While solar companies are being beaten up, the fossil fuels side of the energy supply is having a more fundamental, structural problem: oil demand has run ahead of our apparent capacity for production. Image 1, below, shows that total world oil reserves have declined significantly over the last two years (an exception being the U.S. strategic reserve, but that too may soon be tapped), which can only mean that the world is using oil faster than it's being pumped.
It's difficult to overstate how economically dangerous this is, since, see image 2 below, oil price spikes have preceded all recessions since 1970. Environment aside, this is why we need to bring more renewables online, to lessen our ridiculous economic vulnerability to oil prices. Referring to his chart (image 1) below, economist Gregor Macdonald writes: "[f]rom the latest IEA Paris Oil Market Report, you can see that starting in mid-year, total OECD inventories started a new decline. Moreover, the histograms in the below chart also show the difference to the five year average, which also illustrates the global stocks drawdown. This coincided by the way with a resurgent, mid-year advance in the price of oil from a low of $69 to $92 by  year end."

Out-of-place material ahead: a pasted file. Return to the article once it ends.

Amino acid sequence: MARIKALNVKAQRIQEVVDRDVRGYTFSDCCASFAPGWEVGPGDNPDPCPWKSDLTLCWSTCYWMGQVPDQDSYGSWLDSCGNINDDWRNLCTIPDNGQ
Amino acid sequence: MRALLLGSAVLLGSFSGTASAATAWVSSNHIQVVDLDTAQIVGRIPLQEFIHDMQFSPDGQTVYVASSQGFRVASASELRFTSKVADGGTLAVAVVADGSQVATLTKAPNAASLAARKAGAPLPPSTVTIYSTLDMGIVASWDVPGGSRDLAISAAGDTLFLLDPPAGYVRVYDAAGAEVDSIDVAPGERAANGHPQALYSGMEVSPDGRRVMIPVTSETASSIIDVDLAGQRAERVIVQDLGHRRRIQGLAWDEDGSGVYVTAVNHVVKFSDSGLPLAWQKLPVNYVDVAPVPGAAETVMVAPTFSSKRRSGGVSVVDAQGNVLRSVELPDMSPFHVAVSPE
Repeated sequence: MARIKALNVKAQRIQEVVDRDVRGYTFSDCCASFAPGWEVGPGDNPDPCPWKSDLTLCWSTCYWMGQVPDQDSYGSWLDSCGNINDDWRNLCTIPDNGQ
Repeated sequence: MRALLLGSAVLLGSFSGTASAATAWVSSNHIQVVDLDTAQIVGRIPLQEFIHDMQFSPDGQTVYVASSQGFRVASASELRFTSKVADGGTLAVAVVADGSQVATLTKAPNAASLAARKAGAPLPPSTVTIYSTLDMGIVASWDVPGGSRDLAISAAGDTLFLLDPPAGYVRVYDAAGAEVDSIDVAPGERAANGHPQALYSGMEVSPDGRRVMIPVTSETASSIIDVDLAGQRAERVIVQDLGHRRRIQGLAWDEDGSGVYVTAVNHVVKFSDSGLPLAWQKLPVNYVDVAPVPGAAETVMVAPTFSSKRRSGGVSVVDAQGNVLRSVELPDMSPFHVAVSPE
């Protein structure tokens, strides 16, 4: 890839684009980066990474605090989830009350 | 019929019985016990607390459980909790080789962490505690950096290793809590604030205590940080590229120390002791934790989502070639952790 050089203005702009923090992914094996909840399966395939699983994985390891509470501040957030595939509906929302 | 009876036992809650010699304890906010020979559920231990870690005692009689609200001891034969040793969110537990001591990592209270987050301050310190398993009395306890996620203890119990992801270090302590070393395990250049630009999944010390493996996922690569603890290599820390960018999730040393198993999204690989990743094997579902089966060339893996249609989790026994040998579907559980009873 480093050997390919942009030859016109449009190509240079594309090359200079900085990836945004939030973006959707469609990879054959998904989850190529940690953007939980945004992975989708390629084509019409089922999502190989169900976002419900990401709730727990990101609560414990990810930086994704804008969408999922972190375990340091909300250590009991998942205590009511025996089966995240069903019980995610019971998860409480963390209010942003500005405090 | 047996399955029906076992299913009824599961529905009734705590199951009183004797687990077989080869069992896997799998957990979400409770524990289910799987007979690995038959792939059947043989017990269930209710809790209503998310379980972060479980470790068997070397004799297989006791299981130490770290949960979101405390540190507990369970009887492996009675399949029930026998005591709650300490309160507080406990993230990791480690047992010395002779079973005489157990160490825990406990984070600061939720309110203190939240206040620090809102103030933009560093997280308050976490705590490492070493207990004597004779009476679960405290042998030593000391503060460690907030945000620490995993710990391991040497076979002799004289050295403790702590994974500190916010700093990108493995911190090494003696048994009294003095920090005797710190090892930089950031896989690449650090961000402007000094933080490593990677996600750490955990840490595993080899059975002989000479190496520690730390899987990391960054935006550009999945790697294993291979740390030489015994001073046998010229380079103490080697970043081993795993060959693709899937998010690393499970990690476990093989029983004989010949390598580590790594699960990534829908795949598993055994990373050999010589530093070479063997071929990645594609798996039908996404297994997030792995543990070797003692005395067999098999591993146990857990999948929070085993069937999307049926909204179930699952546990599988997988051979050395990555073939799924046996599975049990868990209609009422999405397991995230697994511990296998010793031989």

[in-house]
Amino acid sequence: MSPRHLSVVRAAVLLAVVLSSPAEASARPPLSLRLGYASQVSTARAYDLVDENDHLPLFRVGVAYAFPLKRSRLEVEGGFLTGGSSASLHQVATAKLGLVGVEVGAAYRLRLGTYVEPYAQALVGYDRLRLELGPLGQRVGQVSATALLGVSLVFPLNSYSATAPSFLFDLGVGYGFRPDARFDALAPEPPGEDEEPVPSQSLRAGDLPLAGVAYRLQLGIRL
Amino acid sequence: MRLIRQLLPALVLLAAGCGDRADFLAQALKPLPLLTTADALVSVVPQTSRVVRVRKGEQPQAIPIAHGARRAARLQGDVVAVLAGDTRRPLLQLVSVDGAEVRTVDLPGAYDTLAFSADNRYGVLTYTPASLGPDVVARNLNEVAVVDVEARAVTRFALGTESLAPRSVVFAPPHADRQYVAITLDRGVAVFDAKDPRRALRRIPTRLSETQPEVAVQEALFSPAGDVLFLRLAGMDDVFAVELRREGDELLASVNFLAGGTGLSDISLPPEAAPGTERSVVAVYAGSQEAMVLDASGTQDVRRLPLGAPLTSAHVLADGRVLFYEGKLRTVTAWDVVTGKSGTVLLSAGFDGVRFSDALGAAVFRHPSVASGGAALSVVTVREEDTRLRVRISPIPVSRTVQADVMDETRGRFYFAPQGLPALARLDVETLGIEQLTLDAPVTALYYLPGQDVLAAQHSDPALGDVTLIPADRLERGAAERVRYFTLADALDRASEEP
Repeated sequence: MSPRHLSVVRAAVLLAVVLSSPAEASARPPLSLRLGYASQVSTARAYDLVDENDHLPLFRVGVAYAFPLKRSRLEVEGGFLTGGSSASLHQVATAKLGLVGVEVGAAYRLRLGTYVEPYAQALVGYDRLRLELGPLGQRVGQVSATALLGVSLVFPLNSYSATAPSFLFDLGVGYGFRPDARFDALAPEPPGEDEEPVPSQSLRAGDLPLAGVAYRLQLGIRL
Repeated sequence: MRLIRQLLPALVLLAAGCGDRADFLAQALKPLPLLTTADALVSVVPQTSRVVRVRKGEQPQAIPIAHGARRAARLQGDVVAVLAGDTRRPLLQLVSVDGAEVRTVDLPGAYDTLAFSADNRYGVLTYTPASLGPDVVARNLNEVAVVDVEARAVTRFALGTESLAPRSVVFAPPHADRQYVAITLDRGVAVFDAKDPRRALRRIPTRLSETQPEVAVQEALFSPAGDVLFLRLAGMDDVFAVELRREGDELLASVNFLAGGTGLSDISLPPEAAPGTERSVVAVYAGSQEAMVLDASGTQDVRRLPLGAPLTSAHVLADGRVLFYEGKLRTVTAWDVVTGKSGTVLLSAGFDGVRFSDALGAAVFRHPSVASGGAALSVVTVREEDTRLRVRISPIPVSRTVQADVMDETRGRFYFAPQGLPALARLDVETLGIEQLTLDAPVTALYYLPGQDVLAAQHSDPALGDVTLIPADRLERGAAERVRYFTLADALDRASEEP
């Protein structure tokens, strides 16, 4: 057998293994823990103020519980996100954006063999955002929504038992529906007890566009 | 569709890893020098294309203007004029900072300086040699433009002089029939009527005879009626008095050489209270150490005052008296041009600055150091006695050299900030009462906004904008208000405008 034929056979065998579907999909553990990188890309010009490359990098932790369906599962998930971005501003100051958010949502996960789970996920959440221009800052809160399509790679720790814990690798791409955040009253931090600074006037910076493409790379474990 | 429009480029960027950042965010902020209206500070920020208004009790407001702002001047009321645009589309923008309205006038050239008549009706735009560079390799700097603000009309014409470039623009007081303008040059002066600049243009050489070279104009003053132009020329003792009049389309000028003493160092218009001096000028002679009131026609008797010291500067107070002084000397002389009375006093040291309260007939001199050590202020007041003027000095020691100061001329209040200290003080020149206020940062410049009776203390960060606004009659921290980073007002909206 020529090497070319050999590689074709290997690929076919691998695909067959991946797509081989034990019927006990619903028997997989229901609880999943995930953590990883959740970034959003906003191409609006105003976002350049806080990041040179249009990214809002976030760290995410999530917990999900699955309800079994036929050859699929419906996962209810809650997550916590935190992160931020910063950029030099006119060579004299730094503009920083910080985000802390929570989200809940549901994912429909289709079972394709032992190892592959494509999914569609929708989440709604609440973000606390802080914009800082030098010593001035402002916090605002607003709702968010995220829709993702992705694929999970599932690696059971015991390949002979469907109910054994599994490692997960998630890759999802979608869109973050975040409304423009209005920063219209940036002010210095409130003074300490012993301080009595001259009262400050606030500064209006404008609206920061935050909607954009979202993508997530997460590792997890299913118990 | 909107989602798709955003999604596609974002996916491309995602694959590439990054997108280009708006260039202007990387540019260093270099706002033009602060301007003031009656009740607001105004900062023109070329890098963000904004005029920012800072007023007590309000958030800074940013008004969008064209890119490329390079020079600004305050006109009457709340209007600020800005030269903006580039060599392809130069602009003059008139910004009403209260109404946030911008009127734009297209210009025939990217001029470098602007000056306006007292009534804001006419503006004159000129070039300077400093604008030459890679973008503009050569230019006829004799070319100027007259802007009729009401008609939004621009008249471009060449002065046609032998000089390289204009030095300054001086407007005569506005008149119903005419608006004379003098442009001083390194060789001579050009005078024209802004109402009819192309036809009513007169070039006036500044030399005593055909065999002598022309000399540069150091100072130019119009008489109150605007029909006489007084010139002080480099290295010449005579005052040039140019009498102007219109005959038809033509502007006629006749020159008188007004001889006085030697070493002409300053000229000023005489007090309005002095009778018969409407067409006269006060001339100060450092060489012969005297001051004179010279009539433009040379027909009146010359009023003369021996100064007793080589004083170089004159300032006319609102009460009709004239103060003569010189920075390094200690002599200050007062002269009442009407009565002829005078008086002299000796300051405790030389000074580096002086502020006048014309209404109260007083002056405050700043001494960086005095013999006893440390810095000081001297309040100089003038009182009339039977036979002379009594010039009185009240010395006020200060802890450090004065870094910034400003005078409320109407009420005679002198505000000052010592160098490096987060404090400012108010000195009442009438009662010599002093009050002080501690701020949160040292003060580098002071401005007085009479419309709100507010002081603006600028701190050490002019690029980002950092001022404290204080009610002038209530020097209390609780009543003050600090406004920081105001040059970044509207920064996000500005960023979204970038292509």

Macdonald concludes, "unable to meaningfully increase global oil production to meet demand, the world ate through inventories. You have been warned."
Again, the drawdown in inventories and evidence of peak oil is alarming because spikes in oil prices crush economies. We've written about this many times, but this chart (image 2), compiled by Stuart Staniford, says it all: "Since 1970, every single recession has been preceded by a runup in energy prices."
Oil is expensive to the point that it is threatening the economic recovery, and due to demand exceeding supply, its price will most likely continue to increase, except, maybe, during oil-caused recessions.
Meanwhile, on the electricity side, solar is quietly becoming competitive with average grid price (especially in sunnier climates) and is rapidly getting cheaper still. "Price per watt of solar modules (not counting installation) [have] drop[ed] from $22 dollars in 1980 down to under $3 today," according to Ramez Naam, in a great piece for Scientific American. And, as this trend continues, "in 2030, solar electricity is likely to cost half what coal electricity does today."